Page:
East Nashville Gateway: “You’ve got East Nashville and you’ve got downtown, but between there are a couple major projects,” Deutschmann explains. “Fifth & Main is a multiphase project, and the first phase under construction will be somewhere between 300-400 residential units when completed.”
The area is convenient to parks and walking trails like Riverfront Park, Shelby Dog Park and East Bank Greenway, but the real draw may be the Five Points neighborhood, a thriving commercial district with businesses like The Turnip Truck (a whole foods grocer), Bongo Java and a host of restaurants and lounges (www.eastnashville.org).
SoBro: The SoBro neighborhood is “everything south of Broadway” in the heart of downtown. The proposed site of the now-on-hold Sounds stadium, one of the biggest projects is Rolling Mill Hill. A master-planned community that is an adaptive use of the old Metro Hospital on the Cumberland River, this development sits on one of the highest points of land at the edge of downtown and promises to have one of the best views in the city.
Church Street Corridor: “There are a lot of great old buildings that are being redeveloped with housing upstairs and businesses at street level,” Deutschmann says. “You have lofts at the Exchange, the Church Street Lofts, The Kress lofts and the Viridian...there are a lot of different residences emerging there, and they’re all selling well. Also, they’re creating a community of art galleries there; I think it’s kicked off a new wave...it really is becoming the Avenue of the Arts.”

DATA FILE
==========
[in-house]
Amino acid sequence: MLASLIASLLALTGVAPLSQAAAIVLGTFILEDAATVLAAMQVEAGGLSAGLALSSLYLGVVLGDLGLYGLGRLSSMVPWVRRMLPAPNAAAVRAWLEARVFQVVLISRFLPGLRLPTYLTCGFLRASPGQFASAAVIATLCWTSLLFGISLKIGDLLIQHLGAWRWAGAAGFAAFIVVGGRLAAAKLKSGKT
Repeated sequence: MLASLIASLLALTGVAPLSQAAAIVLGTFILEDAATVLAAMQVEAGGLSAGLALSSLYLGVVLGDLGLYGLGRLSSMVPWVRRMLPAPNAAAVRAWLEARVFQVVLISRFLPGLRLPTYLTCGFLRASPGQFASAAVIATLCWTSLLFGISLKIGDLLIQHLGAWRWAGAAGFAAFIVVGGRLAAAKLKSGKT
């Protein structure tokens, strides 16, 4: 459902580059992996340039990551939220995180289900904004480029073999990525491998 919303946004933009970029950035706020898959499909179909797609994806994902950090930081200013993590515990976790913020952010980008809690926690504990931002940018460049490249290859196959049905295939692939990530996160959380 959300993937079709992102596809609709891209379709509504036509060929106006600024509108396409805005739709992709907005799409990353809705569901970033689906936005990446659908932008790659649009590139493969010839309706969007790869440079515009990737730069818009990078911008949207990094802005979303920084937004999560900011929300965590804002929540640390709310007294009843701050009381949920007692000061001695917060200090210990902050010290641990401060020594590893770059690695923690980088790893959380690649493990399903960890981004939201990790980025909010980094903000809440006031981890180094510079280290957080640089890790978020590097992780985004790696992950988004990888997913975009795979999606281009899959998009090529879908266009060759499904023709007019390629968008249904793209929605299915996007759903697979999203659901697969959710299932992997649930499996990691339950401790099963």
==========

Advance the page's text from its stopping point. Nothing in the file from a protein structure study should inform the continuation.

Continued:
WHY GO URBAN?
Andre Scott, a business owner in his 30s, moved to Nashville and fell in lovewith the location of the city, but also with the community thriving on the Avenue of the Arts idea. Scott purchased a unit in The Kress building in December 2006 and moved in three weeks ago.
“I have gotten so much exercise in the last three weeks,” Scott says. “I have not used my car in 10 days. I walk everywhere—it’s awesome.”
Scott’s estimation of Nashville urban life carries weight. He grew up in Tuscaloosa, Ala., (where his parents still live), lived in a loft in Chicago for 10 years, and for a while lived on his horse farm in Lewisburg, Tenn.
“I love my farm, but my whole attitude changed when I moved here,” Scott says. “I got really excited. But it’s not new-city excitement. It’s the excitement of picking the right spot.”
Scott’s Realtor, Josh Stalls, is a buyer broker with the CityLiving Team.
“Josh was a great Realtor,” Scott says. Stalls’ goal is to help clients “find their niche in the urban market,” and he has helped Scott do so.